Poonam Sethi is an intern with the NGO Committee on Disarmament, Peace and Security. Additional reporting was contributed by Shauna Kelly, an intern with the International Action
Recap – Monday 2010/07/12 Afternoon Session
By Christian Ciobanu and Martin P. Slawek
During Monday’s afternoon session, several states provided their introductory remarks about the elements of a potential Arms Trade Treaty (ATT), including Iraq, Ghana, Morocco, Nigeria, the United States of America, China, the Islamic Republic of Iran, the Russian Federation, India, Netherlands, and Japan. The speakers outlined their goals for an ATT, including addressing the illicit transfer of arms and preserving national sovereignty, and shared their expectations on whether the first stage of negotiations will yield a robust and effective treaty.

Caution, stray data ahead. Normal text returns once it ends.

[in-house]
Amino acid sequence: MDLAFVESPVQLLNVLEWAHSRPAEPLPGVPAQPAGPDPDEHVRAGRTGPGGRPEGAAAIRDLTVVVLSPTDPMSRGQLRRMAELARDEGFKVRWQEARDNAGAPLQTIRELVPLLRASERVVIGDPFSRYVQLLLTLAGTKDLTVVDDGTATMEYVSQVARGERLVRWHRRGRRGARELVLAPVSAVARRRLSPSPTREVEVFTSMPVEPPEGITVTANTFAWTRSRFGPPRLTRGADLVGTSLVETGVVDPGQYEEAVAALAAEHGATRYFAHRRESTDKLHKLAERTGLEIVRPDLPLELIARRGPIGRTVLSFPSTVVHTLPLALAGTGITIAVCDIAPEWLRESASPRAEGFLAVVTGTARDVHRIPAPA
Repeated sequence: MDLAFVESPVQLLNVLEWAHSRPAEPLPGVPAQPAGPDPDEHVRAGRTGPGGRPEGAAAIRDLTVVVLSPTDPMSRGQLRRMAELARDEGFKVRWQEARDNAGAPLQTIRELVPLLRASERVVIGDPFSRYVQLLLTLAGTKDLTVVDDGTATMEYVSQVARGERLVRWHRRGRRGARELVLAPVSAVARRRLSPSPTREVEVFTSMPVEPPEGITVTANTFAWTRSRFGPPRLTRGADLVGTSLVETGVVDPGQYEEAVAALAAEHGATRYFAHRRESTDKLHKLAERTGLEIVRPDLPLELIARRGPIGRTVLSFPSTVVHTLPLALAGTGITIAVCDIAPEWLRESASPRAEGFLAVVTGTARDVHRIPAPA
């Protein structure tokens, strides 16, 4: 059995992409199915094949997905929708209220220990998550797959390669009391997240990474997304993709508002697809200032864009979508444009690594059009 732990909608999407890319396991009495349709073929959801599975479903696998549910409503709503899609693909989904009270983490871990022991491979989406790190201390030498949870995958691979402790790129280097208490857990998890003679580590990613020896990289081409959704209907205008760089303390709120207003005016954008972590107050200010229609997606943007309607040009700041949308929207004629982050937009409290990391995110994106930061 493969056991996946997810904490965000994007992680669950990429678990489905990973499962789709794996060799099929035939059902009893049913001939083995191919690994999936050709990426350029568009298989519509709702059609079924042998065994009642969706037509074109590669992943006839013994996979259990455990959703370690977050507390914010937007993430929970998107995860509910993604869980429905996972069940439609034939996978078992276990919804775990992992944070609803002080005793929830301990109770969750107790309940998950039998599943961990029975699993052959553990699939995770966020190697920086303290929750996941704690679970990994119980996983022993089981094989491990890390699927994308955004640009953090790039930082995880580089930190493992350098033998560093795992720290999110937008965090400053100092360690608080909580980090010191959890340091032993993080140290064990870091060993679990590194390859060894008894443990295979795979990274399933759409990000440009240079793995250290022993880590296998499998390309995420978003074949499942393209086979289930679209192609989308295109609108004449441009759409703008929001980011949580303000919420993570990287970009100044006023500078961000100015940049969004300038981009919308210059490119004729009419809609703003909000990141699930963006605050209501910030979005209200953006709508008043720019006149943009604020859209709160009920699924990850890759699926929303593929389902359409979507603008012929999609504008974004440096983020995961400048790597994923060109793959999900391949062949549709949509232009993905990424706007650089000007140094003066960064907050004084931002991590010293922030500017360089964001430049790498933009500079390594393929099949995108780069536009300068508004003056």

Ghana noted the need for the ATT to address the illicit trade of arms and emphasized that states must ensure that they negotiate a treaty that does not “allow arms to flow from the legitimate market to the illicit market.” Similarly, Nigeria noted that the illicit transfer of arms undermines peace, security, and development. Nigeria recommended that the ATT must contain an element that will enforce current UN embargoes on regimes that commit human rights violations and protect women and children from the illicit transfer of weapons. Nigeria called upon producers and importers “to interact with one another in spirit of cooperation in achieving a larger and bigger picture.”
The French delegation asserted that states should set up technical assistance programs to establish universal norms for the ATT. Russia focused on the licensing and legal regulation of all arms-related activities, including brokering. Additionally, Morocco announced that the ATT must establish strict control mechanisms on every brokerage activity.